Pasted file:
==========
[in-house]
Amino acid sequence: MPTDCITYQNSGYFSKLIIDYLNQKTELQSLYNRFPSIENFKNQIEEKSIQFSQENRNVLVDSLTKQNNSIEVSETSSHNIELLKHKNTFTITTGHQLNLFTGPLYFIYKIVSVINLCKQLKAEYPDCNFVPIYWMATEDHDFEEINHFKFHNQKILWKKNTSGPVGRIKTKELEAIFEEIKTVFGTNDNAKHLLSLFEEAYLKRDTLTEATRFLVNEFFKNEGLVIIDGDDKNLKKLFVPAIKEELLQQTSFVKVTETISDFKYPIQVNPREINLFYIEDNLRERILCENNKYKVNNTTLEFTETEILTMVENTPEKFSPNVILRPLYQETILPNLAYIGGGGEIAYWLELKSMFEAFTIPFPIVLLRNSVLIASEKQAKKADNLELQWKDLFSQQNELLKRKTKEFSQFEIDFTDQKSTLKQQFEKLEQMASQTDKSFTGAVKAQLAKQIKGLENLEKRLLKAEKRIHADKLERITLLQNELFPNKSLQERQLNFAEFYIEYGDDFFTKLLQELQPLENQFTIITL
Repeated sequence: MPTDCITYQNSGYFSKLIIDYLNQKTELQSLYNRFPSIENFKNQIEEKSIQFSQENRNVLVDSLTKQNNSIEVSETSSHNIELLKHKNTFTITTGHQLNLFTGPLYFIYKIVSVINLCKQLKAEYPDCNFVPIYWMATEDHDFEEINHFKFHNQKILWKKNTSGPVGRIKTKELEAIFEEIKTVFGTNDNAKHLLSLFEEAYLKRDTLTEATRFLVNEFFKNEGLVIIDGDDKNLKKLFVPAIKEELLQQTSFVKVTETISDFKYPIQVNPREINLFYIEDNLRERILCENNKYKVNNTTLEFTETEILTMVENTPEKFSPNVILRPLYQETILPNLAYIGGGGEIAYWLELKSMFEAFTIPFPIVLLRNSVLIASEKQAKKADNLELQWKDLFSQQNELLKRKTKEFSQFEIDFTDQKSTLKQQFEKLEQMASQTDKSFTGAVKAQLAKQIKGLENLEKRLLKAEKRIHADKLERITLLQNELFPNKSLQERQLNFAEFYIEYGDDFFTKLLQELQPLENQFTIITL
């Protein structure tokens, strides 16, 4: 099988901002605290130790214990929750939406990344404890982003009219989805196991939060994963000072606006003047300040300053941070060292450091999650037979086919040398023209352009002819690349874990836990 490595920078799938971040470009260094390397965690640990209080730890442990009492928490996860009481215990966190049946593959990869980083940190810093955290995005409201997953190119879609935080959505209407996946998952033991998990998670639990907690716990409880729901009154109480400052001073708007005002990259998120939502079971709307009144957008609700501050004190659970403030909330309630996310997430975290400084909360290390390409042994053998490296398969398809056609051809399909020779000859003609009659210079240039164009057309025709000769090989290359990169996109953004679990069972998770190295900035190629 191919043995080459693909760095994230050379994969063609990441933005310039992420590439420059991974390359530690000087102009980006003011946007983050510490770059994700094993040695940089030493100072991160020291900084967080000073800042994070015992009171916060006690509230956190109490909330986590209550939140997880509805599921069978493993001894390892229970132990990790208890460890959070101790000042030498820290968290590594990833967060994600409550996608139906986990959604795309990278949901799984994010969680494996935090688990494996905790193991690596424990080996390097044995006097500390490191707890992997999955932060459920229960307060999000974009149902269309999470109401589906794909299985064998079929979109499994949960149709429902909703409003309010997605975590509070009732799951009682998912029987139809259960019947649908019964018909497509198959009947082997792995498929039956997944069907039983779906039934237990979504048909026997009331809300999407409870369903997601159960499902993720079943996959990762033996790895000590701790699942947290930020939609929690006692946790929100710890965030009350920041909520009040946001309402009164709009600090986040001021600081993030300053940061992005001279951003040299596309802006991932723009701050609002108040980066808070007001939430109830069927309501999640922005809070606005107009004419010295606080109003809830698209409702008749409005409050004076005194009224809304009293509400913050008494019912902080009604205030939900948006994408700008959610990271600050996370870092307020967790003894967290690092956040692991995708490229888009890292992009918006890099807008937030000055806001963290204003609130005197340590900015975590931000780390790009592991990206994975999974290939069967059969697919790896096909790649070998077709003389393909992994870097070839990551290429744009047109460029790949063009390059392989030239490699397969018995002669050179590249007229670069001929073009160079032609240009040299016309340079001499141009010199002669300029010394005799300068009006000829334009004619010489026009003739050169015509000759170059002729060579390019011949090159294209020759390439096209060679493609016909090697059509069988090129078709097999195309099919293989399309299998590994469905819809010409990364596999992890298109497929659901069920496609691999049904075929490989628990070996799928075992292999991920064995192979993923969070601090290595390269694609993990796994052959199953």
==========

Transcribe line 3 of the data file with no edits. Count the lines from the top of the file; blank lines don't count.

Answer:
Repeated sequence: MPTDCITYQNSGYFSKLIIDYLNQKTELQSLYNRFPSIENFKNQIEEKSIQFSQENRNVLVDSLTKQNNSIEVSETSSHNIELLKHKNTFTITTGHQLNLFTGPLYFIYKIVSVINLCKQLKAEYPDCNFVPIYWMATEDHDFEEINHFKFHNQKILWKKNTSGPVGRIKTKELEAIFEEIKTVFGTNDNAKHLLSLFEEAYLKRDTLTEATRFLVNEFFKNEGLVIIDGDDKNLKKLFVPAIKEELLQQTSFVKVTETISDFKYPIQVNPREINLFYIEDNLRERILCENNKYKVNNTTLEFTETEILTMVENTPEKFSPNVILRPLYQETILPNLAYIGGGGEIAYWLELKSMFEAFTIPFPIVLLRNSVLIASEKQAKKADNLELQWKDLFSQQNELLKRKTKEFSQFEIDFTDQKSTLKQQFEKLEQMASQTDKSFTGAVKAQLAKQIKGLENLEKRLLKAEKRIHADKLERITLLQNELFPNKSLQERQLNFAEFYIEYGDDFFTKLLQELQPLENQFTIITL